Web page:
Excavations under the former Horny Bull site on the Strand have provided a glimpse into the downtown area's past history showing things have not changed much in the last 150 years.
For the last three weeks MishMish Productions have been undertaking excavations on the site and archaeologist Brigid Gallagher says they have retrived a number of items used by early European settlers.
These include a variety of 19th century alcohol bottles, vinaigrette bottles and the remains of plant holder have been located at the rear of the site.
The Strand itself, which in those days was little more than a sandy track between the business frontages and the foreshore, was not part of the investigation.
Brigid says archaeologists have found a plaster mould of part of a child's jaw beneath what they were told was the site of a former dentist-chemist-druggist's business.
“We don't know why a child's jaw was made into a mould, but the artifacts back that up,” says Brigid.
Archeologists have also located barrels butted into the sand at the site of an old spring, and a couple of rubbish pits. They found evidence of a saddler, a lot of leather off cuts, old bits of shoes and stirrup irons.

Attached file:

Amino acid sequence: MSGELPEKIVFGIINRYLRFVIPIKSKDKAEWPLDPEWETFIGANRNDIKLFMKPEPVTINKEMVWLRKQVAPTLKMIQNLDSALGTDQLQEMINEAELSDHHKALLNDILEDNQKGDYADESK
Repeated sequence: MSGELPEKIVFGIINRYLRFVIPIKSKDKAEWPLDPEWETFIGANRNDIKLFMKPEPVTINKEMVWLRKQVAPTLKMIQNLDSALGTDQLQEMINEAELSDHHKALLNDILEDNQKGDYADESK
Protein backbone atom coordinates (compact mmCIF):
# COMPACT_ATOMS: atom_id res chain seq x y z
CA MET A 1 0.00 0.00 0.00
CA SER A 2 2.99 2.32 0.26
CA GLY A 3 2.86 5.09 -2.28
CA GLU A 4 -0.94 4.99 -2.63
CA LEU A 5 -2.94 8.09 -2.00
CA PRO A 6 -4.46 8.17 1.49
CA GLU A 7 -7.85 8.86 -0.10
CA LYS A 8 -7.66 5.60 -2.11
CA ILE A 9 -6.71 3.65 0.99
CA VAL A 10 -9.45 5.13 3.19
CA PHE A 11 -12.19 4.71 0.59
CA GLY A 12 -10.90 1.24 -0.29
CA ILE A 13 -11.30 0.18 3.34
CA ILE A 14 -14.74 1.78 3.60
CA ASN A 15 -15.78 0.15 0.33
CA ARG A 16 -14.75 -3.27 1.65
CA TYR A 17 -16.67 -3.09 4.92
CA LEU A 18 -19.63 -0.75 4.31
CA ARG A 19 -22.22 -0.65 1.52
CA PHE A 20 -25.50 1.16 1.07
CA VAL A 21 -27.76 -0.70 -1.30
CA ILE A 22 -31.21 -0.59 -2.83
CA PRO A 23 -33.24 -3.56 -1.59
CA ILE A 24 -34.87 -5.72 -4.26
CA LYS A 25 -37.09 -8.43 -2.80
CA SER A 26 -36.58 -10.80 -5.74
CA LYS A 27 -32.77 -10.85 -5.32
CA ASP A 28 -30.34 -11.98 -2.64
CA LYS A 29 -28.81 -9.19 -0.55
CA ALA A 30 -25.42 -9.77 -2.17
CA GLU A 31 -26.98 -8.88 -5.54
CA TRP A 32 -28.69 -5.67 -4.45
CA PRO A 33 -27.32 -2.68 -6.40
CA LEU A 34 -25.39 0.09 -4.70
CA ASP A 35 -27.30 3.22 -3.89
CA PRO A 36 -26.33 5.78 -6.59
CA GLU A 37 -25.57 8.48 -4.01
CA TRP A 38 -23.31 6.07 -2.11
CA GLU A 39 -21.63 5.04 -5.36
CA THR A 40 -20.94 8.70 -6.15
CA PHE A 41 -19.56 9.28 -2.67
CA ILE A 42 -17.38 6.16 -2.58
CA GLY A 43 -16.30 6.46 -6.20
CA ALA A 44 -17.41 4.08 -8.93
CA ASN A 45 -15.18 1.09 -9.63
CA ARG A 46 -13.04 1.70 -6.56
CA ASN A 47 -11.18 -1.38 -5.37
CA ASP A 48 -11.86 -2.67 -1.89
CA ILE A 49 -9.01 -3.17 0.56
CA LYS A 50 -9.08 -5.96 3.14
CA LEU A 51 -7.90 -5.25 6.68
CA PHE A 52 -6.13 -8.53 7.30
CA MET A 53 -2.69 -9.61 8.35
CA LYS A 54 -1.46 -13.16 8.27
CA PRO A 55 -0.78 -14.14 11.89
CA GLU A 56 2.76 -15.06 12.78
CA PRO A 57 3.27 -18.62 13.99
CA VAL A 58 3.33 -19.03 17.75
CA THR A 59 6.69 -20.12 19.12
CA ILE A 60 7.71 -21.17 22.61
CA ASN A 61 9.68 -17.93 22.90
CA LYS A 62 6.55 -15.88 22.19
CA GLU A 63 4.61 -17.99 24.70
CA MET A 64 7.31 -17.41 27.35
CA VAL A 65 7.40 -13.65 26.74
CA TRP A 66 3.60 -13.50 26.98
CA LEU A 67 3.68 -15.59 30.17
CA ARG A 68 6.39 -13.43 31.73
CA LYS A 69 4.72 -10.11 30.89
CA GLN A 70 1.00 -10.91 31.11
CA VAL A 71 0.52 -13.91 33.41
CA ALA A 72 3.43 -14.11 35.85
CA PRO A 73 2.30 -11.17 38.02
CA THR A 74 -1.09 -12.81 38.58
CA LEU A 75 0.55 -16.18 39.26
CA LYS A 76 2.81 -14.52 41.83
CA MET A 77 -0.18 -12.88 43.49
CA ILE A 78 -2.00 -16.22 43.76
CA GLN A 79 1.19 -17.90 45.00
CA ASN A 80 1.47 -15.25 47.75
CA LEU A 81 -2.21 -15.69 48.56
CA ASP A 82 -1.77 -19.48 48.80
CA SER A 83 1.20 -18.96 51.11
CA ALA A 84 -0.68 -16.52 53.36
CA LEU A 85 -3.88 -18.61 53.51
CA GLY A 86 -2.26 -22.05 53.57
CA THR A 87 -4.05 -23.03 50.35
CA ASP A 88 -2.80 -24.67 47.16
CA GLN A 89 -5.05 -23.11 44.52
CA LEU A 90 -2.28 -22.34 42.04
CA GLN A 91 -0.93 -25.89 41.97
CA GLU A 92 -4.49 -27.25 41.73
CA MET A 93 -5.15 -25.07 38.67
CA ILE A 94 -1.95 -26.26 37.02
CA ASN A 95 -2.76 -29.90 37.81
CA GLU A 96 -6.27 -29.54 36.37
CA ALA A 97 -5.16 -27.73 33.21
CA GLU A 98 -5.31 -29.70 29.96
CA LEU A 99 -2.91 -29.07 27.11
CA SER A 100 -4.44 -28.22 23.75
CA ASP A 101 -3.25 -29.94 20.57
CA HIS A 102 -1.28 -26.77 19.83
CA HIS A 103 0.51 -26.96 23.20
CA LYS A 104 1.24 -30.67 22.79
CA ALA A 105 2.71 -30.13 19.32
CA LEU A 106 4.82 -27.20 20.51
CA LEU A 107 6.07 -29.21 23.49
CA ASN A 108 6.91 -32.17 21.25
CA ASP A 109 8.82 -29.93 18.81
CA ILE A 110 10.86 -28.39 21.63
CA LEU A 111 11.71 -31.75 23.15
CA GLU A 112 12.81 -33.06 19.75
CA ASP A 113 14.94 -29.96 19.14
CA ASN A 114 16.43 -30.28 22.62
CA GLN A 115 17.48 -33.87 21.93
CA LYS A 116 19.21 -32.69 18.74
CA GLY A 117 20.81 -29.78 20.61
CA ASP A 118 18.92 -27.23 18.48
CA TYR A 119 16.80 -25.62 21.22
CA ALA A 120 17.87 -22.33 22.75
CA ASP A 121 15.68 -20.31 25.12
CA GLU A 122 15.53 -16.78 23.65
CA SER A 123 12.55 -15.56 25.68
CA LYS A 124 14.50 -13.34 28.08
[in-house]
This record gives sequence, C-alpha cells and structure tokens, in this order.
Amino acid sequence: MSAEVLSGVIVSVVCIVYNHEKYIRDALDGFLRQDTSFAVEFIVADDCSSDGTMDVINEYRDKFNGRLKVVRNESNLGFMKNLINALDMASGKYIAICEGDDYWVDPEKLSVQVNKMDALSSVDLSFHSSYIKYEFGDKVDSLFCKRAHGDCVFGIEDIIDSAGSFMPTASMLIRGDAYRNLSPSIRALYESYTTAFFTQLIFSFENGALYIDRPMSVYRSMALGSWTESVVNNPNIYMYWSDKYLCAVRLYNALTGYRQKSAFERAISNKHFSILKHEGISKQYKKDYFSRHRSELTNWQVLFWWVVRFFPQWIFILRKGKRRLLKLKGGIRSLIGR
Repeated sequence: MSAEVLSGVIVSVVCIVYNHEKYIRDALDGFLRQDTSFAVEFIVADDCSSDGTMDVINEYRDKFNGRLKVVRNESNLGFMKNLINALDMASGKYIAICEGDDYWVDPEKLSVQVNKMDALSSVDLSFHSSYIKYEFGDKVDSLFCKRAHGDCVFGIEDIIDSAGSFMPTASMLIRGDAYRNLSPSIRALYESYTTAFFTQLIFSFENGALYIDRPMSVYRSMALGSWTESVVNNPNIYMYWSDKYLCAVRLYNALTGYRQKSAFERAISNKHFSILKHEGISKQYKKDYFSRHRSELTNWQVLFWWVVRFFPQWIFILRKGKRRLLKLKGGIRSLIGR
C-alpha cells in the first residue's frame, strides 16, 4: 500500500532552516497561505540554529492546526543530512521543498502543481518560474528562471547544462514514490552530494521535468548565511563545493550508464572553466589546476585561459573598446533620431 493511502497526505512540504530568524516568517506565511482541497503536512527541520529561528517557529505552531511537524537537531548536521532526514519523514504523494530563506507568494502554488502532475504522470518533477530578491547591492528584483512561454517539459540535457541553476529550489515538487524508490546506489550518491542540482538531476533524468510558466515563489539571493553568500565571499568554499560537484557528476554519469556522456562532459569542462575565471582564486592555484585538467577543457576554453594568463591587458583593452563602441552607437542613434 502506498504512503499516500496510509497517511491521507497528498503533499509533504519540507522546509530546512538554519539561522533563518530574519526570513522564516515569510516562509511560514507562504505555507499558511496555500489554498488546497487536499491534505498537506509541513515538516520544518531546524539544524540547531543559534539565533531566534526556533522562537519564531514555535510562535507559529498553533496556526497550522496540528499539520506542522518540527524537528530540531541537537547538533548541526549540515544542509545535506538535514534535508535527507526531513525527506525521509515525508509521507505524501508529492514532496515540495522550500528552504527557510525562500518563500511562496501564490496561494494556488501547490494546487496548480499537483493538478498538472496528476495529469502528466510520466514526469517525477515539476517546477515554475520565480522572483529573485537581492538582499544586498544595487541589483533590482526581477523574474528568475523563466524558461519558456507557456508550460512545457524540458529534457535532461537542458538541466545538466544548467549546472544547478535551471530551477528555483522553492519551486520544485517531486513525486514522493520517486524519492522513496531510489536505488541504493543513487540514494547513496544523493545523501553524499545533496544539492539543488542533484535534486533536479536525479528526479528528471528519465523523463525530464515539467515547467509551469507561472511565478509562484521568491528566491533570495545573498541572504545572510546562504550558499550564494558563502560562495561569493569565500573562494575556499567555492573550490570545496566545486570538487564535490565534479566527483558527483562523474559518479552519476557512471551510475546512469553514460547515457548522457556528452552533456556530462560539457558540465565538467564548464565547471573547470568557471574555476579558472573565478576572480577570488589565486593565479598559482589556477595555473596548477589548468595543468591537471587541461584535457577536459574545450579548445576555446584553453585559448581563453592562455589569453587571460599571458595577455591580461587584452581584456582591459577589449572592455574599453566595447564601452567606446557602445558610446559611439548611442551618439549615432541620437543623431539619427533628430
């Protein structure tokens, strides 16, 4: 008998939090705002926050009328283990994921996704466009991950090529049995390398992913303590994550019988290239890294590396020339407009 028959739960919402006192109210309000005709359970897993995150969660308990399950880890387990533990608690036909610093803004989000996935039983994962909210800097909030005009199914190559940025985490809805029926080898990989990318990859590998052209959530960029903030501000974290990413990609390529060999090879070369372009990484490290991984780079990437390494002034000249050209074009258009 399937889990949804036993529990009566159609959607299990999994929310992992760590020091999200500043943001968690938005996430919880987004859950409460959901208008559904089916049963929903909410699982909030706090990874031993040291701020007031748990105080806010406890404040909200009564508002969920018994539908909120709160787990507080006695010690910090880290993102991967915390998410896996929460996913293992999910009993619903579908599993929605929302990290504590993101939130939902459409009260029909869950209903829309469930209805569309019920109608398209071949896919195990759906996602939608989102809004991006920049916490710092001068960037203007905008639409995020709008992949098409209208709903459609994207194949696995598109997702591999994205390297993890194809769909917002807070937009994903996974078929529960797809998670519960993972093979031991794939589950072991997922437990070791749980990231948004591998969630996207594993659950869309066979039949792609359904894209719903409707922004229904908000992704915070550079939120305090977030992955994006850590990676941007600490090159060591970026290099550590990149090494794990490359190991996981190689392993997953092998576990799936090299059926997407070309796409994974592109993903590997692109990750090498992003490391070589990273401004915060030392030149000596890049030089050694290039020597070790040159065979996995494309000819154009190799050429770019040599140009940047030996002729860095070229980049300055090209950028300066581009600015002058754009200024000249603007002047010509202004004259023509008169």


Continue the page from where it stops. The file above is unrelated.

Also located from under the old tavern was a toothpaste lid from the days of Queen Victoria.
Archaeologists have been digging up the remains of some of the buildings in this picture.
“In the 1900s when you have a butcher's next door, there's not a lot of beef bones,” says Brigid.
But that may have been another sign of the times. Another business in the immediate area was an oyster saloon/hair dresser and tailor.
“In Tauranga they wouldn't get much meat, the people here had to make do with shellfish and oysters.”
The archaeologists started on May 24, taking three and a half weeks to explore the site under the former tavern. The findings will be examined and a report is expected to be written in the next year.
It may be the first of several, as there is a city council requirement that the sites under all earthquake risk buildings along The Strand be archaeologically examined before redevelopment.
“Things haven't been disturbed under the buildings,” says Brigid.
“It's all waiting there to be understood.”